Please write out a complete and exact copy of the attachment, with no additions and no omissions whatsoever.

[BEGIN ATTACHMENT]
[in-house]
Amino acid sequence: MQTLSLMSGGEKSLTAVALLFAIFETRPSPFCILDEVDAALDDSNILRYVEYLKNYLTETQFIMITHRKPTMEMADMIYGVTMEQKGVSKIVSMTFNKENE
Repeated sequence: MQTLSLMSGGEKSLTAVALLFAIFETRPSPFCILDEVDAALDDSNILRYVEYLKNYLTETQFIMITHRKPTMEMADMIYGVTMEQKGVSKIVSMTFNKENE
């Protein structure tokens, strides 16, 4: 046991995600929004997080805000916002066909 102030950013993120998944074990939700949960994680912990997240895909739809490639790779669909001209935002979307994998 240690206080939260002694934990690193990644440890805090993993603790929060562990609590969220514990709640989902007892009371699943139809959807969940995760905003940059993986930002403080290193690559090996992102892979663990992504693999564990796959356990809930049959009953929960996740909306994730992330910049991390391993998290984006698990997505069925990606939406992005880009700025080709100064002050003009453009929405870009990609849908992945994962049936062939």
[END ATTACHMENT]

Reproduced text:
[in-house]
Amino acid sequence: MQTLSLMSGGEKSLTAVALLFAIFETRPSPFCILDEVDAALDDSNILRYVEYLKNYLTETQFIMITHRKPTMEMADMIYGVTMEQKGVSKIVSMTFNKENE
Repeated sequence: MQTLSLMSGGEKSLTAVALLFAIFETRPSPFCILDEVDAALDDSNILRYVEYLKNYLTETQFIMITHRKPTMEMADMIYGVTMEQKGVSKIVSMTFNKENE
């Protein structure tokens, strides 16, 4: 046991995600929004997080805000916002066909 102030950013993120998944074990939700949960994680912990997240895909739809490639790779669909001209935002979307994998 240690206080939260002694934990690193990644440890805090993993603790929060562990609590969220514990709640989902007892009371699943139809959807969940995760905003940059993986930002403080290193690559090996992102892979663990992504693999564990796959356990809930049959009953929960996740909306994730992330910049991390391993998290984006698990997505069925990606939406992005880009700025080709100064002050003009453009929405870009990609849908992945994962049936062939």